to re-establish his popular harbour sightseeing and waterskiiing
offerings in short order despite having had his boat washed away
to Man Island.
Locals and Friends
Cooperate in Cleanup
About 200 people got together September 21st, and by
the end of the day, Bay Street was completely cleared of debris. Mid-December
saw the bulldozers arrive just in time to make Bay Street almost
good as new for the start of the holiday season.
Local musician Paddy Lewis died September 27 in a hospital
in Nassau. Paddy was well-known for his work as a singer and guitarist,
and for having founded the Briland Youth Club Association in the
early 1970s. Paddy was a long-time employee of the Batelco
Corporation. Paddy leaves behind wife Renee and several children.
Remember your divinity
and forget the rest.
-- Sign at Ralph's Aura Corner before Floyd
Briland Modem = www.briland.com
took direct hits from World War II bombs all along
an area from the end of the straw stands to just past Crown Street.
These areas include not only the loss of road surface, but worse,
the loss of the entire seawall, so the road has caved in to the
Harbour. It is passable (slowly), but will require a major effort
The homes stood up remarkably well, for the most part. Lots of
plants were damaged and wind burnt, but almost all homes along the
bay reported no significant water damage to structures or contents.
Notable exceptions included "The Grape Vine" and the "Martin House,"
but their damage is reparable.
The Landing was damaged and lost a splendid old tree from its tropical
garden. It seems that in the area of Bay Street south of the Government
Dock, the buildings took it the worst, while north of the Dock,
the road surface is most damaged.
Most of the docks also were damaged, and now are badly in need
of repair - pilings are generally OK, but the planks have been strewn
like match sticks in the wind. The fishermen's dock needs to be
Just as homecoming students, locals, and visitors
were beginning to really depend on their laptops to keep in touch
with the outside world, a 'go slow' by Batelco has brought communications
to a near standstill.
The strike, which began mid-November, has effectively shut down
the most reliable communications provider for all of the Bahamas.
Service has been completely off for many phones and sporadic for
others. E-mail works from time to time, but people have to find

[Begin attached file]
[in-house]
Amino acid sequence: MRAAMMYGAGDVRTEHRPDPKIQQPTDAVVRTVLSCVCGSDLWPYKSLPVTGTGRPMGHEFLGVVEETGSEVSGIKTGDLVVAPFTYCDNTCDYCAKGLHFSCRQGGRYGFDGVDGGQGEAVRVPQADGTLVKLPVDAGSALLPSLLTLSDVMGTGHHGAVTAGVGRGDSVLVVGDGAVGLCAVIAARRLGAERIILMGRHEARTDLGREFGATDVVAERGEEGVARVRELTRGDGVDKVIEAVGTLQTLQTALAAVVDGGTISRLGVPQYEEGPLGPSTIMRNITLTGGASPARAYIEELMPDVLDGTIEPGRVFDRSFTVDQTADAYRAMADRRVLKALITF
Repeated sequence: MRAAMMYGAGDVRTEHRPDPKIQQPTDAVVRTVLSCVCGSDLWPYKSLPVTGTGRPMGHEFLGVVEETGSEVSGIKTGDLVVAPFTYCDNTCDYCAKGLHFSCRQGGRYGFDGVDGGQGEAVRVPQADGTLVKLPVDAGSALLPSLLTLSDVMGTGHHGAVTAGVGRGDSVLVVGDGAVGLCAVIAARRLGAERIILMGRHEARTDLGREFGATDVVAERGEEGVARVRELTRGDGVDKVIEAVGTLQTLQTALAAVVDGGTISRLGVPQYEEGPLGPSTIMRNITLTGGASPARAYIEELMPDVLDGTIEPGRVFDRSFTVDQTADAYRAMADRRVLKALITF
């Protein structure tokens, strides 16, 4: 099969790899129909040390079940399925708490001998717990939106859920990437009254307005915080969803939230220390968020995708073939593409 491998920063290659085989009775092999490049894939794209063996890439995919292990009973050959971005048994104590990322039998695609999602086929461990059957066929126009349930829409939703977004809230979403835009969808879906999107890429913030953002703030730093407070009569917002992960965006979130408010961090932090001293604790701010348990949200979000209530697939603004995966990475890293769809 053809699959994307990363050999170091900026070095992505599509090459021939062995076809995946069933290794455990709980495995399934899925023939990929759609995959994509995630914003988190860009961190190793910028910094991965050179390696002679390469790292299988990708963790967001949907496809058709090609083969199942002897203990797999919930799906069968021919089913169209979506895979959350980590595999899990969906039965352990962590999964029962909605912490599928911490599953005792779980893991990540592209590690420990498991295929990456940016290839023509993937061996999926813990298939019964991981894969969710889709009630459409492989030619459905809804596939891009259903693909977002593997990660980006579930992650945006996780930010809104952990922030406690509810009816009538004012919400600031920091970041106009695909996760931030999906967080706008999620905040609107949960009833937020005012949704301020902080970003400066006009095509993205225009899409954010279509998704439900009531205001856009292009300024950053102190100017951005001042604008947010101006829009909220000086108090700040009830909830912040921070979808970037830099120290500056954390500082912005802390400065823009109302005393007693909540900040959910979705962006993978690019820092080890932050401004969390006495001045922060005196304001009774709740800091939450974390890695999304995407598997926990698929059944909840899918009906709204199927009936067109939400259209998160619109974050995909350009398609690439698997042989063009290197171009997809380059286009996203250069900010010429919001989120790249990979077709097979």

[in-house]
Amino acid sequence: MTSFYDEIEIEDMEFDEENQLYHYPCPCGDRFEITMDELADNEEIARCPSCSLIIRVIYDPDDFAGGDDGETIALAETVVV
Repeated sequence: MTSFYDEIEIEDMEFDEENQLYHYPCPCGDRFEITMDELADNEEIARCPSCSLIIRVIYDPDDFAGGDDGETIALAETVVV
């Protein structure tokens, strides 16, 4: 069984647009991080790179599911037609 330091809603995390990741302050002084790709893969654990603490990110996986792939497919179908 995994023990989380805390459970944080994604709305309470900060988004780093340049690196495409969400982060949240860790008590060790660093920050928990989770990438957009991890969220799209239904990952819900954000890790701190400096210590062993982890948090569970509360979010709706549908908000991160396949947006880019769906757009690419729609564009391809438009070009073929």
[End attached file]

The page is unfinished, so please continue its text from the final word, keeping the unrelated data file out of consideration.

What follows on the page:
a working phone to use it.
For those off-island, the best way to get information
about the island has been the Briland Modem message board at Briland.com,
described in the article that follows. For getting messages to and
from the island, many travelers to the island use Briland Modem
to volunteer to hand-carry messages. When they depart the island,
they can fax replies to the Board's toll-free U.S. fax number 1
800 861 4606. These replies are posted to the board or otherwise
distributed as appropriate.¨
Briland Modem Leads Communication, Relief Efforts
for Local Area
When Floyd hit, longtime islander Kimberly King-Burns
knew people off-island would be desperate for news of loved ones
and property. So she put to work her skills as founder of a Los
Angeles-based new media communications firm and set up an electronic
bulletin board for residents and visitors, now known as the Briland
Modem at Briland.com.
She rallied the news-gathering and resource efforts of her mother,
long-time resident Sharon King, and sisters Karol King-Black of
Atlanta, Georgia, and Kristi King-Lahache of Paris, France; art
director brother-in-law Gene Black (who designed the logo); and
attorney hubby Elkanah, who created the Briland Modem Relief Fund
as a 501(c)3 not-for-profit organization.
Hundreds of people left messages those first few frantic days,
and Briland.com quickly grew into more than just a lifeline: it
disseminated practical information for the relief effort and established
a fund for contributions to rebuild damaged islanders' roofs. Over
$10,000 was contributed by generous individuals from around the
world. One generous couple in particular donated 5,000 diapers and
baby formula to the Island Nursery. The site has archived
its past, so visitors can browse all the exchanges dating back to
its birth September 16. By the end of October, Briland.com had accumulated
200,000 "hits" by visitors from more than thirty countries around
The success of the site inspired Kimberly to explore expanding
its scope and making it a permanent part of the community, a virtual
Fig Tree of sorts. Teri Murphy enthusiastically signed up
as the site's first ambassador, and put her HTML design skills to
work. And thus was born the new Briland.com with two message
boards, information about local businesses, FAQs for first-time
visitors, and this journal we've named "The Fig Tree" in honor of
our dearly departed friend.
The most important service Briland Modem provided
that first month was creating a safe place for the range of human
emotion after such a storm -- from people letting off steam to others
offering prayers and encouragement -- all of it a celebration of
the spirit of the island. This newly sprouted "Fig Tree" intends
to carry on that spirit.¨
Harried real estate manager Geraldine Albury was reported